CSRD has been designed to both reinforce and expand upon the existing regulations, aiming to bring more coherence and uniformity to the manner in which companies disclose their ESG impacts. This extends not only to the activities of the companies themselves but also implicates their entire value chains.

The main objectives of the CSRD are:

  • Standardization: Standardizing ESG disclosures, thereby reducing inconsistency and information gaps to make it easier for stakeholders, including investors and regulators, to evaluate and compare the sustainability performance of different companies.
  • Transparency: By mandating comprehensive disclosures, the CSRD aims to increase transparency around corporate ESG activities, enabling better-informed decision-making for investors, consumers, and other stakeholders.
  • Alignment with Other Regulations: CSRD is not an isolated piece of legislation. It aligns closely with other EU legislative initiatives, such as the EU Taxonomy and the SFDR, creating a more streamlined and efficient framework for ESG reporting.
Get Essentials CSRD ebook

Learn more in our ebook The Essentials of CSRD.

The Role of ESRS in CSRD Reporting

The CSRD also introduces a noteworthy component: the European Sustainability Reporting Standards (ESRS). The ESRS aims to provide specific guidelines and standards for ESG reporting under the CSRD, ensuring a common methodology and comparability across companies and sectors. In this way, the ESRS serve as the operational backbone of the CSRD, facilitating its broader objectives of standardization and transparency.

The Relationship between NFRD and CSRD

The CSRD represents a significant departure from its predecessor, the NFRD, aiming to enhance transparency and accountability in sustainability reporting. It extends coverage from 11,700 companies under the NFRD to around 50,000 in the EU, starting phased implementation in January 2024.

Two key innovations are the Double Materiality perspective and the introduction of the European Sustainability Reporting Standards (ESRS). Double Materiality requires companies to disclose how environmental and social factors impact their business and how their operations affect society and the environment, leading to a more comprehensive assessment of sustainability. On the other hand, the ESRS, with detailed and obligatory criteria, bolster data reliability, transparency, and comparability.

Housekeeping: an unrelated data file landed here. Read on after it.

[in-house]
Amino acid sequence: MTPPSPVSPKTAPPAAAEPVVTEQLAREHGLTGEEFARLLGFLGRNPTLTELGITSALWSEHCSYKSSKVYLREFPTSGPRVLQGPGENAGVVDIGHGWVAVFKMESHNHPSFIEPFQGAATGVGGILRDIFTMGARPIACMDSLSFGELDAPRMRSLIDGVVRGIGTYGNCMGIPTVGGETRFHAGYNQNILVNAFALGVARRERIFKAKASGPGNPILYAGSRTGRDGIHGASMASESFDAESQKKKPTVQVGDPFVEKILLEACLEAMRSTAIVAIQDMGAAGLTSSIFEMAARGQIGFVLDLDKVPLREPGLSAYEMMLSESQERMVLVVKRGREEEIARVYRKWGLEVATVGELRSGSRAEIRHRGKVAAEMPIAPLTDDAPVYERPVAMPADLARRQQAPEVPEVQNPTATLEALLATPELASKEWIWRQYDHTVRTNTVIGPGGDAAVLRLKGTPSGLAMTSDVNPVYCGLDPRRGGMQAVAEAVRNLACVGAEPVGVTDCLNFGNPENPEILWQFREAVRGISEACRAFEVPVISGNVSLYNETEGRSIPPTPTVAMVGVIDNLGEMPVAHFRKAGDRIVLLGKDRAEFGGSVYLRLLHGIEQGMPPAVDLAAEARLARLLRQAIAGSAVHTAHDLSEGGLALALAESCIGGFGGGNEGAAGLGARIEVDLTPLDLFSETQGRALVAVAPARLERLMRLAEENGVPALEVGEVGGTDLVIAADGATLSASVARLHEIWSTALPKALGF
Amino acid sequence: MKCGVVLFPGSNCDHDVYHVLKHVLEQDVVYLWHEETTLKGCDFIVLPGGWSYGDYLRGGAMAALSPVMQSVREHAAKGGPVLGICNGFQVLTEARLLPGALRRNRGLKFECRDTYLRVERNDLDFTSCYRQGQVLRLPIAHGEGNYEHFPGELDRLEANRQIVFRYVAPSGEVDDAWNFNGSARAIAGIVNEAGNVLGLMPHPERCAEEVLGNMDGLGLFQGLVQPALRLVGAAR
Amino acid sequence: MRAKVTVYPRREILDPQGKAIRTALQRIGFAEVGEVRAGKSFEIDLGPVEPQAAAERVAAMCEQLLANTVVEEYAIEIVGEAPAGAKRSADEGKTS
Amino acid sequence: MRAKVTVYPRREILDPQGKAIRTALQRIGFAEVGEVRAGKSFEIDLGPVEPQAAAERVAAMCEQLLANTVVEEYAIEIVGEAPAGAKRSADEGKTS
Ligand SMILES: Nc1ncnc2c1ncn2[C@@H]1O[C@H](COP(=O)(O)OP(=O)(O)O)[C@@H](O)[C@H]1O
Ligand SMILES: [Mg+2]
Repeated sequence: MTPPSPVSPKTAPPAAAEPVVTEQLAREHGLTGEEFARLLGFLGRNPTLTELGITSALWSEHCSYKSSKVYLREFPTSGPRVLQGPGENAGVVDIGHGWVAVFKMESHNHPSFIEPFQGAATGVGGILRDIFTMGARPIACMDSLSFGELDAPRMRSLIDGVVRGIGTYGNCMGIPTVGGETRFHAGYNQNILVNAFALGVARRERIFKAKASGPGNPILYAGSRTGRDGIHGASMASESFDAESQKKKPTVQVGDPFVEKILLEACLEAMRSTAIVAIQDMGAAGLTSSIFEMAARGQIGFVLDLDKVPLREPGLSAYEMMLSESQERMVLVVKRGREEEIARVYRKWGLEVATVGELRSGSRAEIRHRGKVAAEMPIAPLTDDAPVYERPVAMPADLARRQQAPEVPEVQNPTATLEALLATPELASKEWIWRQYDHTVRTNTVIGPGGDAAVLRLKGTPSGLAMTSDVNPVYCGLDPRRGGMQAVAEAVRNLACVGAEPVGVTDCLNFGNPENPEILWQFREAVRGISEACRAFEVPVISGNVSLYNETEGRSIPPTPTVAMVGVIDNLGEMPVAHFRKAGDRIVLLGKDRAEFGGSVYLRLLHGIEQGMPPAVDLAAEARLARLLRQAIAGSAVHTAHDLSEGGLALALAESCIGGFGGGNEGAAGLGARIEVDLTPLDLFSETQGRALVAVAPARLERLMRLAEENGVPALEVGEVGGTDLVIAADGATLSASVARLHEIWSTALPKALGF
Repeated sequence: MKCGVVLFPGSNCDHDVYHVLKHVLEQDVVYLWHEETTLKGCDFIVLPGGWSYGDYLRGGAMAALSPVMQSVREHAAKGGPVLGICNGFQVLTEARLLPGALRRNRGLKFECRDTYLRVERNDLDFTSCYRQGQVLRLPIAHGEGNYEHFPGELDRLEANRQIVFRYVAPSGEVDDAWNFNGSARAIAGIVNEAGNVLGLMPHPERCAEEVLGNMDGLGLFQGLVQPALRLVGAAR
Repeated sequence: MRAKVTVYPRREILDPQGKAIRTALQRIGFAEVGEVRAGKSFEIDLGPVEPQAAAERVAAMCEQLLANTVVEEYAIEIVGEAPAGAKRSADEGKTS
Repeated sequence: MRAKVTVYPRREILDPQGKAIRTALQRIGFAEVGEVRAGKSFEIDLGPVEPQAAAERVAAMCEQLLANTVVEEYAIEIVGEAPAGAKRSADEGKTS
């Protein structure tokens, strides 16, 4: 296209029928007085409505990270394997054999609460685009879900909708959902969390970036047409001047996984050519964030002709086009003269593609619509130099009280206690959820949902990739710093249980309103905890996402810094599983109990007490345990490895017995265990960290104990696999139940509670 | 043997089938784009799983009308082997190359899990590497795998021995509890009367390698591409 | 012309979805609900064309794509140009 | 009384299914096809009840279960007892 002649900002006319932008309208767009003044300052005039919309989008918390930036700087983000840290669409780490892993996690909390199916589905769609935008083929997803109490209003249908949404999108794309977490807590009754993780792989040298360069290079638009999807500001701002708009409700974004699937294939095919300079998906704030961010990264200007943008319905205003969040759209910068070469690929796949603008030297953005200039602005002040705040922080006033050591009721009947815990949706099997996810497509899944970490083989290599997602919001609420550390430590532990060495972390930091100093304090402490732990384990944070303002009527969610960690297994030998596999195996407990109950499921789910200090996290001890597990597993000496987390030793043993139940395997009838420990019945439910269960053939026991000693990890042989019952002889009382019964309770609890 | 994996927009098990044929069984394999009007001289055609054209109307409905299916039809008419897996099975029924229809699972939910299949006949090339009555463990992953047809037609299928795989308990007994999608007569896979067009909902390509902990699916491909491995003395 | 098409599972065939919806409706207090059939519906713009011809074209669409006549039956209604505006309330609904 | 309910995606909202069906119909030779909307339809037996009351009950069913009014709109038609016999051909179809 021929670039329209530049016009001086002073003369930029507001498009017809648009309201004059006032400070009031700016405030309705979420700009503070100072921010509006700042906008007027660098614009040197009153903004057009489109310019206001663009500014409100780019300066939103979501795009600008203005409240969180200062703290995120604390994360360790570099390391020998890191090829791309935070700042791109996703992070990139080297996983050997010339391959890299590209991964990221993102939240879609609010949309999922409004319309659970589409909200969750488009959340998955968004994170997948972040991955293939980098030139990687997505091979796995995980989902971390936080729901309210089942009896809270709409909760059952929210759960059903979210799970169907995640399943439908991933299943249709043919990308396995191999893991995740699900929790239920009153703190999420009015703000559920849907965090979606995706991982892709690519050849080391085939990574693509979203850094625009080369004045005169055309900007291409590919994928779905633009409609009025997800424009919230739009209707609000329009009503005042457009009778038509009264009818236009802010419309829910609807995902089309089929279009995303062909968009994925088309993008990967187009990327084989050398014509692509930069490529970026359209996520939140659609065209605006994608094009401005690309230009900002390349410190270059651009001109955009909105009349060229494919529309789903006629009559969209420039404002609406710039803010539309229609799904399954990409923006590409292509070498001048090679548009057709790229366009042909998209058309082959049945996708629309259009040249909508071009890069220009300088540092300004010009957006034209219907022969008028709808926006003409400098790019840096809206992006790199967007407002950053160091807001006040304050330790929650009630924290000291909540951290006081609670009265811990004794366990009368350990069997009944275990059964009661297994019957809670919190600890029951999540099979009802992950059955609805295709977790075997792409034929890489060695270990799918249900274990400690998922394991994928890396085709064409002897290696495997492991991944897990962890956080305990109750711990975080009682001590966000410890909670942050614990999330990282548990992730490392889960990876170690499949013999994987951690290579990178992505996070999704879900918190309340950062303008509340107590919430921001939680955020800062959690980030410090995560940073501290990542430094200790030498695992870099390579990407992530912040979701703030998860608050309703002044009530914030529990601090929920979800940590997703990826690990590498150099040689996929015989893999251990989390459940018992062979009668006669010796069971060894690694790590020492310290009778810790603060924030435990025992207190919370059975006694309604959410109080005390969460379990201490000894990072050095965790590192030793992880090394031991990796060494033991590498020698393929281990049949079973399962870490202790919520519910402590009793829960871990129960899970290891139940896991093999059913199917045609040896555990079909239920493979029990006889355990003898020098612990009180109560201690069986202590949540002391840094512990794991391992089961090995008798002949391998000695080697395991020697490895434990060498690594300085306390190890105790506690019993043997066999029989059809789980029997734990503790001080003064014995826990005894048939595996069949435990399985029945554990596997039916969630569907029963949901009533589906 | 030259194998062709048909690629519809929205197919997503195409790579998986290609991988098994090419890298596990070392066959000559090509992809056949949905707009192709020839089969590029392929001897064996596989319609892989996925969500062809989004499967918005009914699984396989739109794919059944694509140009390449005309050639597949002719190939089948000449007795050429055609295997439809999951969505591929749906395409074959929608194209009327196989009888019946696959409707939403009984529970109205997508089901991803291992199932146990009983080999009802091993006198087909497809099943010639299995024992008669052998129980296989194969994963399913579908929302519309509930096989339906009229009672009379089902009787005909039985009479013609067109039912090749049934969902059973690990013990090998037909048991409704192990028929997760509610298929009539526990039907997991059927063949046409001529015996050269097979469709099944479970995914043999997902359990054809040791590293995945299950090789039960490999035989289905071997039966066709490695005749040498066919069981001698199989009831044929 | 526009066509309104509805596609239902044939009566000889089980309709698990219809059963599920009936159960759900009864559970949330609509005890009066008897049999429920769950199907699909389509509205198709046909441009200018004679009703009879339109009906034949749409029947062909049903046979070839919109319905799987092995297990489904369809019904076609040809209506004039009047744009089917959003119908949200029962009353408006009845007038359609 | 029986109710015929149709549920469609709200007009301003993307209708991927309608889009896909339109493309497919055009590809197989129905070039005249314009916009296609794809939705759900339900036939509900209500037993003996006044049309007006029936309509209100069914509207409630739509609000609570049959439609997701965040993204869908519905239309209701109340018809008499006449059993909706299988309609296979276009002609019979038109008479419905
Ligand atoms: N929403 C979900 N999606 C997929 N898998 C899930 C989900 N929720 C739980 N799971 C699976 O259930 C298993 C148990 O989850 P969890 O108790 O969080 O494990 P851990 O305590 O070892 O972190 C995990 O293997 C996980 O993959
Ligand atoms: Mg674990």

In summary, the CSRD sets higher standards for comprehensive, verifiable, and accessible ESG reporting, improving corporate accountability for social and environmental impacts.

CSRD vs NFRD, CSRD comparison NFRD

The CSRD Complements the SFDR

The CSRD and the SFDR are two complementary regulations that aim to improve transparency and accountability in ESG matters. The CSRD requires large companies to report on their sustainability performance against the EU Taxonomy, while the SFDR requires financial market participants to disclose how their products align with the EU Taxonomy.

The CSRD is relevant for the SFDR because it provides part of the information to be disclosed for the SFDR report. In particular, the CSRD requires companies to disclose their greenhouse gas emissions, water usage, and waste production. This information can be used by financial market participants to assess the ESG risks and opportunities of a company's investments.

The CSRD and SFDR together form a synergistic framework to promote sustainable finance. By requiring companies to disclose their ESG performance and financial market participants to disclose how their products align with ESG factors, these regulations help to ensure that investors have the information they need to make informed decisions.

EU Taxonomy: Definition and Significance

The EU Taxonomy acts as a pivotal classification system for demarcating environmentally sustainable economic activities. By setting robust assessment criteria, it standardizes the concept of sustainability across diverse sectors and industries, creating a universally understood language for what qualifies as sustainable.

This framework facilitates multiple objectives: it guides companies and financial institutions in making informed green investment decisions while providing insights into associated financial risks; enables comparative analyses based on quantifiable sustainability metrics; integrates Environmental, Social, and Governance (ESG) factors into broader business strategies; and helps organizations set, achieve, and communicate clear, measurable sustainability goals.

In doing so, it not only fosters informed decision-making but also serves as a countermeasure against 'greenwashing’, where companies falsely claim to be more eco-friendly than they are. Overall, the EU Taxonomy serves as a foundational framework for elevating environmental sustainability as a core consideration in economic activities.

Relationship between SFDR, CSRD, and EU Taxonomy

The EU sustainable finance framework includes the EU Taxonomy, the Corporate Sustainability Reporting Directive (CSRD), and the Sustainable Finance Disclosure Regulation (SFDR).
These three regulations are closely interrelated and work together to support directing investments toward Taxonomy-aligned activities, by enabling investors to identify these activities:

  • The EU Taxonomy provides a classification system for sustainable economic activities that is applied within the CSRD and SFDR.
  • The CSRD is relevant for the SFDR, as it provides part of the information to be disclosed for the SFDR report.
  • Companies affected by the SFDR, in turn, need the EU Taxonomy metrics from the CSRD report of their investment objects to fulfill their reporting obligations.

How Adherence to SFDR and CSRD Aligns with EU Taxonomy Requirements